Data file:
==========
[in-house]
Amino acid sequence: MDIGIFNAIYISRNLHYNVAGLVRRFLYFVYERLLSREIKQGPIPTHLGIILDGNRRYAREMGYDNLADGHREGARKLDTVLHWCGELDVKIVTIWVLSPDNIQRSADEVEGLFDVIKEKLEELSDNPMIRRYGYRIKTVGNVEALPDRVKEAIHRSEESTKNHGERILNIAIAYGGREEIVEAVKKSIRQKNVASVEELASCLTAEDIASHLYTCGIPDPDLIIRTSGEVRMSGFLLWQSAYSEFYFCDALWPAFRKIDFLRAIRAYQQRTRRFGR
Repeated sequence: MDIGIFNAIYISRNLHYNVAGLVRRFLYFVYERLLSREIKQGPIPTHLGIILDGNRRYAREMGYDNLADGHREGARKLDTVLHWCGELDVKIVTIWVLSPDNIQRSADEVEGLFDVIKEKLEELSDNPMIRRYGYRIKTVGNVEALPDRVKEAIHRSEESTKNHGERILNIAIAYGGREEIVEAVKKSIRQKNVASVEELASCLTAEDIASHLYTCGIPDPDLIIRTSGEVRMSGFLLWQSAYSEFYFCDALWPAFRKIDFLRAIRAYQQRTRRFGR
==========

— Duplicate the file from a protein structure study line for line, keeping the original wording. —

[in-house]
Amino acid sequence: MDIGIFNAIYISRNLHYNVAGLVRRFLYFVYERLLSREIKQGPIPTHLGIILDGNRRYAREMGYDNLADGHREGARKLDTVLHWCGELDVKIVTIWVLSPDNIQRSADEVEGLFDVIKEKLEELSDNPMIRRYGYRIKTVGNVEALPDRVKEAIHRSEESTKNHGERILNIAIAYGGREEIVEAVKKSIRQKNVASVEELASCLTAEDIASHLYTCGIPDPDLIIRTSGEVRMSGFLLWQSAYSEFYFCDALWPAFRKIDFLRAIRAYQQRTRRFGR
Repeated sequence: MDIGIFNAIYISRNLHYNVAGLVRRFLYFVYERLLSREIKQGPIPTHLGIILDGNRRYAREMGYDNLADGHREGARKLDTVLHWCGELDVKIVTIWVLSPDNIQRSADEVEGLFDVIKEKLEELSDNPMIRRYGYRIKTVGNVEALPDRVKEAIHRSEESTKNHGERILNIAIAYGGREEIVEAVKKSIRQKNVASVEELASCLTAEDIASHLYTCGIPDPDLIIRTSGEVRMSGFLLWQSAYSEFYFCDALWPAFRKIDFLRAIRAYQQRTRRFGR